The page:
@Nico - You make a good point. I closed my entire line in Dax following the poor reaction to PMI data this morning (avg price 11375 FDAX Z5). I am tempted to short some here too, but will hold fire for now.
December 1, 2015 at 10:27 AM

I would thus regard "the silence of the lambs" as participants being on the sidelines pre-FOMC rather than any contrarian sentiment indicator.

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Polemic
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December 10, 2015 at 7:27 AM ×

Right.. ok.. it is late in at night and i'm a little wirse for wear. 2am US time.. where i am..

1. Whats thd ratio to produce flat returns re oil vs HY

2. China. Remember when this whole thing was triggered by China deval in Aug and that was the cause for chinadevalmania? Or should i say chinadevalbollox? China deval was as hinted back then a complete red herring. China slowdown.retrenchment.econoswitch ok.. but deval fears ahhmm.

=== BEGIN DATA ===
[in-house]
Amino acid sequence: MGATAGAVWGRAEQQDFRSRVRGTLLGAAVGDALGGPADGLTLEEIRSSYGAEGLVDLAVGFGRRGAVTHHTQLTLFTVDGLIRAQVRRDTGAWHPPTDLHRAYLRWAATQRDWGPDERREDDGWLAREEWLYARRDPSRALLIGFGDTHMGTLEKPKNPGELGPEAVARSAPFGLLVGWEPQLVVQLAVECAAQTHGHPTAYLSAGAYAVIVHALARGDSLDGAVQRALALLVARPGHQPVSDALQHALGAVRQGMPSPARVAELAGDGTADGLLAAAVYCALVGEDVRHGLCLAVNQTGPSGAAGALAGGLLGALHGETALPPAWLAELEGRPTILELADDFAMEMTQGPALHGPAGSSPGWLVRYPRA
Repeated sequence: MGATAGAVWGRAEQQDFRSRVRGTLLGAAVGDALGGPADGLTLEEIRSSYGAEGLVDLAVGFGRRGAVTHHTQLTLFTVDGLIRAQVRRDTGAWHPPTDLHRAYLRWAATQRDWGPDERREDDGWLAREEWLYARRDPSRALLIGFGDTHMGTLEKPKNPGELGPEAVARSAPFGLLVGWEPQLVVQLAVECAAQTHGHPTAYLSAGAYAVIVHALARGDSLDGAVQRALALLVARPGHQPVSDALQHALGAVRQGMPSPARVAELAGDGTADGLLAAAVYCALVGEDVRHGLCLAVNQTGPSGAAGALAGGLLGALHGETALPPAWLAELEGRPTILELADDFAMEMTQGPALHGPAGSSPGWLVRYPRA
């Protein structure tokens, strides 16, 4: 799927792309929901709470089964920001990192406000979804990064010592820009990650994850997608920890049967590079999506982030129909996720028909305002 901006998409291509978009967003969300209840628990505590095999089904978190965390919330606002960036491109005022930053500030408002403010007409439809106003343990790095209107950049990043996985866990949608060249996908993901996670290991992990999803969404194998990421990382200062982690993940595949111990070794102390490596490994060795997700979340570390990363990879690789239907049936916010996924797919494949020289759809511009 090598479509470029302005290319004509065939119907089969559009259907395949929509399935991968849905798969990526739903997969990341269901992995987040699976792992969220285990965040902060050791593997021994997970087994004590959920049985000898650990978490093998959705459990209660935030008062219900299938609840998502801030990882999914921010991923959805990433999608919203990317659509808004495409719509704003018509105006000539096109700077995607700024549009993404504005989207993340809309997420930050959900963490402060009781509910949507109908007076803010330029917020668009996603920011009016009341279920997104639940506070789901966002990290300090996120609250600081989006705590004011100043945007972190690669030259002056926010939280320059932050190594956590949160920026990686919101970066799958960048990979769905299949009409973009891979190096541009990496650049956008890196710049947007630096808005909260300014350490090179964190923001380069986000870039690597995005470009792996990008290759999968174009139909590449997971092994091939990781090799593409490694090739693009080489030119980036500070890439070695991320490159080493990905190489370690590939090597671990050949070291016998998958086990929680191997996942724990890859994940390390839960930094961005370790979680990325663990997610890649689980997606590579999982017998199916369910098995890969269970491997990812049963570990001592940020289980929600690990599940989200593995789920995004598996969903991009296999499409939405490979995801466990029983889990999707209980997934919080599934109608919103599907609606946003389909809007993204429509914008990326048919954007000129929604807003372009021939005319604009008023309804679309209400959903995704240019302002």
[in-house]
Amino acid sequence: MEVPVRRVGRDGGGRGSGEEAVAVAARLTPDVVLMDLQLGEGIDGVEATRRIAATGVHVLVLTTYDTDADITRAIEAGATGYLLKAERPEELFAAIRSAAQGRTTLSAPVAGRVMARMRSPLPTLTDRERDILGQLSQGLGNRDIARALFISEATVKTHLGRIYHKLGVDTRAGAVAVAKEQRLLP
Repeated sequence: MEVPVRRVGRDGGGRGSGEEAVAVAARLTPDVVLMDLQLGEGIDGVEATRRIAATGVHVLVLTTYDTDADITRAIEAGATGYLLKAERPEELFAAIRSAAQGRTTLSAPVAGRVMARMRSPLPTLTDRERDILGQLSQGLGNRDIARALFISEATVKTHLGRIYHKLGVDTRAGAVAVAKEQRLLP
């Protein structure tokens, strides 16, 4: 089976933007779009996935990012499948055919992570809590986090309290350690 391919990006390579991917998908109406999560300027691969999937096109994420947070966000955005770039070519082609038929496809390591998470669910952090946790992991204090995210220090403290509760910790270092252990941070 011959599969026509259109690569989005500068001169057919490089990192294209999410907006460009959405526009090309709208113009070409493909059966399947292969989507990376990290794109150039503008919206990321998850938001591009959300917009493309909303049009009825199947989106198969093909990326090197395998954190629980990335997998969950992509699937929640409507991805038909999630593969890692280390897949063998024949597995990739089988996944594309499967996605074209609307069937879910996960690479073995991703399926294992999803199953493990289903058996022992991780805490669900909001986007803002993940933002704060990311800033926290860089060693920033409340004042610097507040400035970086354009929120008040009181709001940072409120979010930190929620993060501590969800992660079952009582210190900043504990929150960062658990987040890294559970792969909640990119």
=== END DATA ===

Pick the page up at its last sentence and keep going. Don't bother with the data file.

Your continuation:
3. Err what was 3.. ah yes. I really dont know how much Ineed to repeat this having said it copious times as the author of this space and as author of my new space... so again.. society and government wiĺl not be happy until banks are returned to the status of social utilitues such as post offices. Until then keep expecting reg vs social blah blah to continue. Banks snd their employees are fkd. Get out while you can Oh banktraders and salesfolk before you are algoed or retailed. GAME OVER.

Was there a 4th? ..ah yes. Sum up the above and apply Parkinson's law to finance. The amount of time available in redundancy will be filled with the application of new skills which will make you look back on finance and ask "why did I ever think what I stressed about was so important" Actually let's call that Polemic's law.

5.. tgere was no 5. But to cover all bases. It is 2am NY timr and I have cured my jetlag with ETOH to the point I ahould be in China. So I sm not going to spell check any of that.